33 Variations by Moisés Kaufman (The Laramie Project), the latest show being performed at The Station Theatre, tells two parallel — and sometimes intersecting — stories: the story of Ludwig van Beethoven’s obsession with Anton Diabelli’s waltz and the story of Dr. Katherine Brandt, a character of Kaufman’s imagination who suffers from ALS (Amyotrophic lateral sclerosis), complicating her plans to travel and complete her monograph on the reason for Beethoven’s interest in the waltz. 33 Variations, which was workshopped at the University of Illinois and influenced by Musicology professor William Kinderman, has since garnered recognition at the Tony Awards and has been performed across the globe.
Upon walking into the Station Theatre playing space, one first notices the texture of the scenic painting and the expressionistic placement of papers across the set. This is the first in a series of elements that will constitute a stylistic mixed bag. For instance, I believe the incongruent “circle” of papers on the center wall does a bit of a disservice to the intended symmetry of the scenic design and threatens the overall aesthetic. The set dressing does succeed in communicating that the play ventures through several different time periods, yet often this leaves the small stage too crowded for a company of 8 — plus a grand piano center stage. On the theme of design, the costuming (by cast member — and Parkland Theatre costumer — Malia Andrus and director Thom Schnarre) goes for both historical and modern characterizations with eye-catching but mixed results. Dr. Katherine Brandt (Chris Taber) is blessed with attire that is both flattering and realistic, while the clothes of Brandt’s daugter, Clara (played by Jessica Miller, pictured at right) seem to complement neither the character nor the actress.
The play begins with the Pianist (Stephanie Swearingen) entering the space, taking a bow to applause, and beginning to play. This effort seems pointed at making the audience feel poised for a concert; unfortunately, it is the only production element that attempts to engage the audience in the space in a new way. Other elements are less satisfying. For example, one of the clumsier bits of the staging, to me, is the handling of the Beethoven-Diabelli manuscripts, for which all that is apparently necessary to handle the nearly 200-year-old papers is a pair of white gloves. On the flip side, the most effectively staged moment of the show utilizes projections and lights exceedingly well to deliver a touching beat wherein Dr. Brandt attempts to reconcile with her worsening condition, aided by memories of her past and by Beethoven himself (played by Randy Offner).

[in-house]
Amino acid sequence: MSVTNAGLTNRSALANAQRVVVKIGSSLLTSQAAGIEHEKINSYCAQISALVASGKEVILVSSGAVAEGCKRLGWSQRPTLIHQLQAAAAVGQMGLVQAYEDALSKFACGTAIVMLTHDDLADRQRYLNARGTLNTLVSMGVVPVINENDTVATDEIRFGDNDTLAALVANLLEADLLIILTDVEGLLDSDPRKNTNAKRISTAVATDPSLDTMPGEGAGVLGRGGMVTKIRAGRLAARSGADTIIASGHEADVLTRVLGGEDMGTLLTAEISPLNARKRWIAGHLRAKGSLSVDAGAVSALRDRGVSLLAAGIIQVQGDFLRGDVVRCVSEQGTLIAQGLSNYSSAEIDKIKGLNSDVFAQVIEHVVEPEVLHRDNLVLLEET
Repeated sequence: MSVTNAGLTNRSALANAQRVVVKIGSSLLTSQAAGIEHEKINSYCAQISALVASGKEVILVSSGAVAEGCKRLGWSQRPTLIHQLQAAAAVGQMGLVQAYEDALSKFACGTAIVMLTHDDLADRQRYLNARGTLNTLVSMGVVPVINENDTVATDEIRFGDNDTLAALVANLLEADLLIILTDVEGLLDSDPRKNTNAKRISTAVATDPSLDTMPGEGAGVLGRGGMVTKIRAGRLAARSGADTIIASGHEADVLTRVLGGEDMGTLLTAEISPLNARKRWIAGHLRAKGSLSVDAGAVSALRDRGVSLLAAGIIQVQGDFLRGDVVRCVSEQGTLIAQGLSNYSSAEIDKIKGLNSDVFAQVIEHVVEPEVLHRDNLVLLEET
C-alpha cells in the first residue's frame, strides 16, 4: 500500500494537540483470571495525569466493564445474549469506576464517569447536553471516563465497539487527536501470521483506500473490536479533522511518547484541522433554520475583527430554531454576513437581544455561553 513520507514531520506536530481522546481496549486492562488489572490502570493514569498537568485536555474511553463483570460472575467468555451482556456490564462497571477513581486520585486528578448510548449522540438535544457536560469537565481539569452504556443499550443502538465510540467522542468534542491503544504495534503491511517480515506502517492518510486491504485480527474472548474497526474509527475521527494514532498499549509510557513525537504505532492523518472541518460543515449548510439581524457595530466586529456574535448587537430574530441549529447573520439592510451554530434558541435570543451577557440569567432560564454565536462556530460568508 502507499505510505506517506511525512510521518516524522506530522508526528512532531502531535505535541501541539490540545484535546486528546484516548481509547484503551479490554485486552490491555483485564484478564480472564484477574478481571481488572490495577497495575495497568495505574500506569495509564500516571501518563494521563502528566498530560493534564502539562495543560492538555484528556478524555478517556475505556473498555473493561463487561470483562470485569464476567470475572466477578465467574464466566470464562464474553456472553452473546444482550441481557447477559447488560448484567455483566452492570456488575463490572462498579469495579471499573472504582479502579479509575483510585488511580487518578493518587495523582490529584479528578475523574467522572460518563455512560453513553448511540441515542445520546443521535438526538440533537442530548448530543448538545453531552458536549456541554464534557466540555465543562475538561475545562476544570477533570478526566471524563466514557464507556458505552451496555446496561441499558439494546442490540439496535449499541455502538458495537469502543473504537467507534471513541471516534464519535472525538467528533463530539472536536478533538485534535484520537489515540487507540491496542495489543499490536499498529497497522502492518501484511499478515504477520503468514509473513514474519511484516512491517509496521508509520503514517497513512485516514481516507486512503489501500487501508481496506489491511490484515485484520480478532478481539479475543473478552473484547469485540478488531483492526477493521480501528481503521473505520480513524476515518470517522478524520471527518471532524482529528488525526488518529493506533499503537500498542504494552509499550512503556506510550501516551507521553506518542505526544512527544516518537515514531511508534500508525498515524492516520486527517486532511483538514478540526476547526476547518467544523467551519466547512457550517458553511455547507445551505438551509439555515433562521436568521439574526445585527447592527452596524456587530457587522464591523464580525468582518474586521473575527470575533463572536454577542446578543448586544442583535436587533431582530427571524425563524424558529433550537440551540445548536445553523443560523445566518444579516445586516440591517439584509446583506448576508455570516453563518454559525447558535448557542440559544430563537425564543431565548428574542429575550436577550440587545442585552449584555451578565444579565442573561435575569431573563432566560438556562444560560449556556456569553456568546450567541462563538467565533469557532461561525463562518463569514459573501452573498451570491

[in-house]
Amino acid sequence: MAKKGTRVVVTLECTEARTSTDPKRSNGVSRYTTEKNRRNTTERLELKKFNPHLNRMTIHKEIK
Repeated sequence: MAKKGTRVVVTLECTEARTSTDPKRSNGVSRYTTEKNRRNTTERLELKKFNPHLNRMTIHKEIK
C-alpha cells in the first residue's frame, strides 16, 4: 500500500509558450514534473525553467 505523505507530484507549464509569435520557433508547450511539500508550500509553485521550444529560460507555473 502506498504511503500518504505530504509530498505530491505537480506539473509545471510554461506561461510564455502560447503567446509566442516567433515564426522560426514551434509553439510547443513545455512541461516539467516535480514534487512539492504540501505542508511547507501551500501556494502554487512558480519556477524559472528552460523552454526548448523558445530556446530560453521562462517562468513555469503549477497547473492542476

Standouts in this cast include Christopher Terrell (pictured above) in the role of Mike Clark, whose comedic timing and physical work charm the audience; Chris Taber (below, right), who gives a passionate performance both listening and responding honestly to those around her; and Malia Andrus (below, left) in the role of Dr. Gertie Ladenburger, who allows herself to be affected by the circumstances, showcasing a clear character arc.
These high points make it easier to handle some of the lower points. Among them, a more concise effort could have been made to coordinate the many accents attempted in the show, which, in some instances, are barely recognizable as German. The production’s two largest flaws, however, are its pace (for, at the close of the first act, it felt as though the production could have ended), and some actors’ inability to look at their fellow actors (perhaps for fear of being thrown off of their planned reactions?).
Despite these shortcomings, the Station Theatre’s production of 33 Variations is, overall, both educational and, at times, empathetic. While not a perfect production, it does tell an engaging story, and (as evidenced by the photos by SP’s Alisa Greene) there are some truly striking images. Anyone who is involved in the study of music — or who is a devotee of Moises Kaufman’s work — should be sure to catch it.
The company continues performances on January 28th, and the show will run through February 7th. Performances are at 8 p.m. (with the exception of one Super Bowl Sunday matinee at 2 p.m.). Tickets are $10 on Wednesday, Thursday, and Sunday, and are $15 on Friday and Saturday.
Photos by Alisa Greene.